War on Earth gives us a whopping 69 minutes of music to absorb, (including the bonus track). Described as a conceptual metal opera with a sci-fi theme, it’s the result of one man’s vision, who then brought a plethora of people together to realise it. It combines symphonic, folk, power, and classical styles into a meaty heavy metal feast, and contains contributions from current and ex-members of bands such as Arrayan Path, Badd Kharma, Black Eden, Black Fate, Delta, Fortis Ventus, Fortress Under Siege, Illusory, Labyrinth, Lost Horizon, Mahakala, Reflection, Suicidal Angels, Sunburst, Warlord, and many others.
The European heavy/power metal style is one that I don’t listen to as often as I’d like, but I have a distinct soft spot for it when it’s done well as it is here.
The songs are well-written and delivered, and the album is packed with catchy and memorable music. Balancing instant-gratification with longer-lasting depth of composition, this is music that satisfies upon first exposure, and then rewards upon repeated visits.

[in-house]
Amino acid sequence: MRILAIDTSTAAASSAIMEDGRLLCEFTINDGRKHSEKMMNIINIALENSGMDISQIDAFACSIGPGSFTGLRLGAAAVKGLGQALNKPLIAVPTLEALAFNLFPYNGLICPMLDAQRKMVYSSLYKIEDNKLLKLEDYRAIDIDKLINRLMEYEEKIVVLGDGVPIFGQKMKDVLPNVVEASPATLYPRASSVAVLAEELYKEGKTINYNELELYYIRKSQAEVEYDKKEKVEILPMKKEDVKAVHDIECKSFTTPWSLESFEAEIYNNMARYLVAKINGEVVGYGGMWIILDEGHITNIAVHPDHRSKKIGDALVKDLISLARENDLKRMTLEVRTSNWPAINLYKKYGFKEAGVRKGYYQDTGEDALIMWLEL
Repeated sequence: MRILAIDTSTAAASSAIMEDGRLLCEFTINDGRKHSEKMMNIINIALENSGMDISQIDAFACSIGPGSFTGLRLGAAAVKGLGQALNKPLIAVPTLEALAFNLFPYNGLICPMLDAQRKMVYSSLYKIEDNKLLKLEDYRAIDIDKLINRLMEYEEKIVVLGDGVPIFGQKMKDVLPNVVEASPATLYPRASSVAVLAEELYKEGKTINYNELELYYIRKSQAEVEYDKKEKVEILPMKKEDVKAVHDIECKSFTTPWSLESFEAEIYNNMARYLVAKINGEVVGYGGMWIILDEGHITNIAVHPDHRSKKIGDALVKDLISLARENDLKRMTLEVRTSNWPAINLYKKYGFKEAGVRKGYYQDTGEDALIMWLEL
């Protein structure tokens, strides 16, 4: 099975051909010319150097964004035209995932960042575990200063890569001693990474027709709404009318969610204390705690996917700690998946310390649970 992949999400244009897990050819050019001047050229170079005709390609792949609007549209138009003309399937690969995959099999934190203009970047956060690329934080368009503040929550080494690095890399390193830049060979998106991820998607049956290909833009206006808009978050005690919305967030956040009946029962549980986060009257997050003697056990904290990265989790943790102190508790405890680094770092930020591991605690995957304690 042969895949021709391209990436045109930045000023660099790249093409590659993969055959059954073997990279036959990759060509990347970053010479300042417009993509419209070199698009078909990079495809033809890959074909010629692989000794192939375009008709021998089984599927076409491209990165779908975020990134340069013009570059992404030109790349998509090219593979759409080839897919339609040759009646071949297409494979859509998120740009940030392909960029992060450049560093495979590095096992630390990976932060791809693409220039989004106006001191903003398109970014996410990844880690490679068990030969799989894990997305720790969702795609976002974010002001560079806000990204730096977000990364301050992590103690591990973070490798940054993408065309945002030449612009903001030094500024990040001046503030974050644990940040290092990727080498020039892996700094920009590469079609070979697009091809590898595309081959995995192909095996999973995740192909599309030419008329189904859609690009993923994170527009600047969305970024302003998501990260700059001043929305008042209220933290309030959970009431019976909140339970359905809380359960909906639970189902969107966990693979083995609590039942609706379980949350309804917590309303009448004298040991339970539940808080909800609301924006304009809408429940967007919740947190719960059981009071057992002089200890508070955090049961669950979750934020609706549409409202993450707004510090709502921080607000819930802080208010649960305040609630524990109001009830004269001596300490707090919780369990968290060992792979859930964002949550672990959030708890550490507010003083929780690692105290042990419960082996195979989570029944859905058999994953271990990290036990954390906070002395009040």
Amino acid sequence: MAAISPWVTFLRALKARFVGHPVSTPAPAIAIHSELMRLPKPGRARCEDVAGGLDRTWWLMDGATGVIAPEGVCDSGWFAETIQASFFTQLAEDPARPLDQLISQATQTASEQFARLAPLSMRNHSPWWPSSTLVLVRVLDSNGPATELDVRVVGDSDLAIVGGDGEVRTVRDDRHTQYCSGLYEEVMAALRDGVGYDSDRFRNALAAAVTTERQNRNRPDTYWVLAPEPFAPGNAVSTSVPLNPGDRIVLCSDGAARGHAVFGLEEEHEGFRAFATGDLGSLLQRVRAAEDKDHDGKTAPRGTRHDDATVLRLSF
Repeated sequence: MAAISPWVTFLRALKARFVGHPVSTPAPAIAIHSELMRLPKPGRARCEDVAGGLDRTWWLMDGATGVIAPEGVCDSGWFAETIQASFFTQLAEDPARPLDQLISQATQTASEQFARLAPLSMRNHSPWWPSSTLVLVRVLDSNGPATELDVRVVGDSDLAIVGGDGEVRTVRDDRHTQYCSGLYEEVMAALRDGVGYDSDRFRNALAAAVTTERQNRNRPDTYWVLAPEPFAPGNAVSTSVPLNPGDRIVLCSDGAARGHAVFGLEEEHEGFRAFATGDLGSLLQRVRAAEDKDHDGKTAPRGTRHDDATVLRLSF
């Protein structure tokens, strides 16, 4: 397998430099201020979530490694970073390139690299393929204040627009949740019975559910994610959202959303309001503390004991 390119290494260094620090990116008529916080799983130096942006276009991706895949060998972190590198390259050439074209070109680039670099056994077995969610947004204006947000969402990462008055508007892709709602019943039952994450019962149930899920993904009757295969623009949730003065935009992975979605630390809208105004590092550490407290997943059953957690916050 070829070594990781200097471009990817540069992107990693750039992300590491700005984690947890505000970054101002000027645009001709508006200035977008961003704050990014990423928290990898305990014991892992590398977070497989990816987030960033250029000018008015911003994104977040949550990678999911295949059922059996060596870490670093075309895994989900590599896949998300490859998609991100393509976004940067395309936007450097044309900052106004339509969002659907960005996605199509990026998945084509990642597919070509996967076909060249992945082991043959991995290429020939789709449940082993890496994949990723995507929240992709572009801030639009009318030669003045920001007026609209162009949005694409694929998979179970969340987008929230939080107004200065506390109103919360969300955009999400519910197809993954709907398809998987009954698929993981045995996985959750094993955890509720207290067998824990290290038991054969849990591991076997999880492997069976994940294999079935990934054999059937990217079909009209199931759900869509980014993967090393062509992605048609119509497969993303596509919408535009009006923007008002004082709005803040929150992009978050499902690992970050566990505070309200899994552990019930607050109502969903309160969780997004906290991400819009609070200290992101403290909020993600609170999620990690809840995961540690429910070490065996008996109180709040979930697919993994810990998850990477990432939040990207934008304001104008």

War on Earth is an album of epic choruses and stirring anthems, but is also given the space to create atmosphere and emotion. The songs are filled with grandeur and bombastic confidence; the musicians involved clearly know what they’re doing with the material, as they should given the talent and experience gathered here.
Despite the number of musicians involved in the creation of War on Earth, the album feels like a coherent work. It flows well, and even the different singers don’t make it feel disjointed, especially as many of them appear on multiple tracks. This, along with the plethora of good ideas, makes for an entertainingly varied collection of songs, with more than enough quality content to hold the listener’s attention.
Very highly recommended.